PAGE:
A Publication of WTVP

It’s one thing to talk about becoming a celebrity in your field. It’s quite another to actually begin the process. To make celebrity an authentic goal, we must first desensitize ourselves to the very word “celebrity.”

The best place to start is to refocus away from Hollywood or the Big Apple and turn it inward, toward yourself, your company, product, service or expertise, and your industry. Celebritizing yourself from the ground up brings to mind two of my favorite domestic goddesses turned celebrities: Julia Child and Erma Bombeck. I point to these two iconoclastic women because we’re talking about specific industries, and these two virtually created their own.

Julia Child loved two things: French cooking and her husband, Paul (and, I suspect, sometimes in that order). Although Julia’s background was in publicity and advertising, she single-handedly pursued her passion for French cooking with such expertise and a zeal that no one around her could ignore. Julia became one of the first celebrity chefs, and also one of the most recognizable women of the last century. Such celebrity chefs as today’s Emeril Lagasse and Rachel Ray owe their television careers to the pioneering efforts of Julia Child.

Truly, Julia is a poster child for how to first become a celebrity in your own field, and then for the world at large. So was Erma Bombeck. Dayton, Ohio-born, Bombeck graduated from the University of Dayton in 1949 with a degree in English. She started her career that same year as a reporter for the Ohio Journal Herald, but after marrying school administrator Bill Bombeck, a college friend, she left the job to raise three children.

As her children grew, she wrote “At Wit’s End,” a self-deprecating tale about the life of a housewife. Seen first in the Kettering-Oakwood Times in 1964, Erma was paid a miserly $3 per column. The popularity of “At Wit’s End” brought national syndication in 1965, and eventually it ran twice a week in more than 700 newspapers. The column was collected in many bestselling books, and her fame was such that a television sitcom was based on Erma’s life. A humble $3-a-column gig for the local paper graduated Erma to full celebrity status.

Celebrity for these two icons grew not out of ambition or greed—though both women clearly had business savvy and realized the far greater audience fame could bring to them. What they became famous for was what they loved. Their passion turned into celebrity, which, in turn, added celebrity to their passion.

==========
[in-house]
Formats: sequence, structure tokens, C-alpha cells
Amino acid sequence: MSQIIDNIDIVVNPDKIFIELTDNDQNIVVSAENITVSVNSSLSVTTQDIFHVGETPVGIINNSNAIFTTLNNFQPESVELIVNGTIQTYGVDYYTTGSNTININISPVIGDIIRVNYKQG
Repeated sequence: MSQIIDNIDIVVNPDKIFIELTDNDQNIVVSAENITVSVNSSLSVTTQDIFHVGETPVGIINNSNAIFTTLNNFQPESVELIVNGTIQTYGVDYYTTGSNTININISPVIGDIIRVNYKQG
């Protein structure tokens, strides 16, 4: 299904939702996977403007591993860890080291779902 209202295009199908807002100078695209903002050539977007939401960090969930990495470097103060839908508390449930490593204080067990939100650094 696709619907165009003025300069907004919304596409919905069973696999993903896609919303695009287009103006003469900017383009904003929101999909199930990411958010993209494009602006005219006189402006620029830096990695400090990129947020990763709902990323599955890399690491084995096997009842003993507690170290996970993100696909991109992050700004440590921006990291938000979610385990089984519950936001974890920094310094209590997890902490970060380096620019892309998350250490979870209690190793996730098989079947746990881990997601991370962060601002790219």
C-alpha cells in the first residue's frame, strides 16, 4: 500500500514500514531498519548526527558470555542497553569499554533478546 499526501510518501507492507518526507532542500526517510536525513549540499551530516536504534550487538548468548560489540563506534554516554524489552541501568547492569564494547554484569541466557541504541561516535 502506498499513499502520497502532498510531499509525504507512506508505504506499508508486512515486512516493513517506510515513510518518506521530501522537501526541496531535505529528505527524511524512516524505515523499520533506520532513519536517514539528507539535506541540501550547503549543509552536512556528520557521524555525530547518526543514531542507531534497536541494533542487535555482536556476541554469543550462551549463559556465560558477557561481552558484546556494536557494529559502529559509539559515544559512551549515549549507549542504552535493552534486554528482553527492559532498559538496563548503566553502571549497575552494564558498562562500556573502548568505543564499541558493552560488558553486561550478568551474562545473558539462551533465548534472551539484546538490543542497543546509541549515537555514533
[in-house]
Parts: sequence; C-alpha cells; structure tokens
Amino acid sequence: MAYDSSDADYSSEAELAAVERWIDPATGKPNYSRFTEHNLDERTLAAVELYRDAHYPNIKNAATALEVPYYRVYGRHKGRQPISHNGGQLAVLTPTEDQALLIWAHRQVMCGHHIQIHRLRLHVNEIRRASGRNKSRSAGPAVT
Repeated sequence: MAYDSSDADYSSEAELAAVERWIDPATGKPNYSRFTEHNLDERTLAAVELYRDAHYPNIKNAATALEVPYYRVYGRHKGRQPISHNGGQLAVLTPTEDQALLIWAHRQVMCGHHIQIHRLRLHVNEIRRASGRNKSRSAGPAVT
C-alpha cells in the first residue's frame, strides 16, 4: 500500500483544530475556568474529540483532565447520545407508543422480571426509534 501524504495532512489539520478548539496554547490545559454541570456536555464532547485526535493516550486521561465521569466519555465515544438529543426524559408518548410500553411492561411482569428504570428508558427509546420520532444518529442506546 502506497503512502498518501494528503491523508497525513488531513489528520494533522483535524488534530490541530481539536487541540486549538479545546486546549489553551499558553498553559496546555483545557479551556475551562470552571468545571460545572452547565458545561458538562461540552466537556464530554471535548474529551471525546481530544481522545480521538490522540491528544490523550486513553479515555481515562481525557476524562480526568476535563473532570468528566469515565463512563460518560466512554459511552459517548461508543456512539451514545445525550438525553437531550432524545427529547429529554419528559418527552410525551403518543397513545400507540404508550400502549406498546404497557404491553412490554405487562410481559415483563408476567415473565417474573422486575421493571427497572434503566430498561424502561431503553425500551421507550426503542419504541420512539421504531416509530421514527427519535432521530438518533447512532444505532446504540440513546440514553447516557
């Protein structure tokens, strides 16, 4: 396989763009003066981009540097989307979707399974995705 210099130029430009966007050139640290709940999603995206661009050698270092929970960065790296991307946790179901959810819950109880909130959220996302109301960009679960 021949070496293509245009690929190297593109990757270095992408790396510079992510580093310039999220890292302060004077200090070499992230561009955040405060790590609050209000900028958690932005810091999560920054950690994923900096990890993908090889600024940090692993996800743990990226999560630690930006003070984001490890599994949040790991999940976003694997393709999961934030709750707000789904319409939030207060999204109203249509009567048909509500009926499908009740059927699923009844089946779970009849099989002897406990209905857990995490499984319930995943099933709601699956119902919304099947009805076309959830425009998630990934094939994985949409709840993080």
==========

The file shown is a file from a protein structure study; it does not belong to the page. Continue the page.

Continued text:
There is a strong lesson in here for all of us. What is it? Simply this: celebrities are made, not born. What’s more, they share four similar qualities that you may already possess:

  1. Passion: Julia Child never wavered in her passion for cooking, while Erma Bombeck came to her passion for writing only once she discovered the confidence that came from writing—and writing well.
  2. Persistence: Both women faced challenges and road blocks on their way to success. In this time of female presidential candidates, CEOs, talk show hosts and cable magnates, it is easy to forget that both Erma and Julia were products of the ‘50s and ‘60s, where men were the celebrities and women cared for the home and their children. Julia’s persistence to cook even when no one was watching or Erma’s to write while the kids were sleeping forged expertise in both of their industries.
  3. Pride: Julia and Erma never came off as egotistical or brash, not even when fame overtook them and created household names of normal women. Still, it was clear—especially in later years—that both women were not only proud of what they’d accomplished, but what they stood for and the inspiration they gave other women.
  4. Persuasion: Finally, both women used their respective art to persuade; Julia to persuade an entire generation (and even later generations) to discover the joy of cooking, and Erma to persuade family members to celebrate their family bonds.

The idea that celebrity is only for movie stars should have withered on the vine by now; here we have two shining examples of homegrown women who started where they felt the most passionate and built a career from the inside out.

Neither Julia nor Erma became a household name overnight. They each had their unique path to fame, but they both had this in common. Both actually put their foot on the path, and took that first step…and then another, and so on. It is a process; it does not occur in one fell swoop. As Julia and Erma knew instinctively, to “celebritize yourself” is not about fame and fortune. It’s about sharing your life experience and hard-won wisdom with others, who may need what you have to offer. And without a doubt, you must take stock of your assets and the resources at your disposal, and use them! I wrote my book, Celebritize Yourself, to be a roadmap down that path, and it is my passion to help you find the path. iBi

Marsha Friedman isa 20-year veteran of the public relations industry.She is the CEO of EMSI Public Relations, a national firm that provides PR strategy and publicity services to corporations, entertainers, authors and professional firms. She also hosts a national weekly radio talk show, The Family Round Table, and is author of the book, Celebritize Yourself. Reach her at [email protected].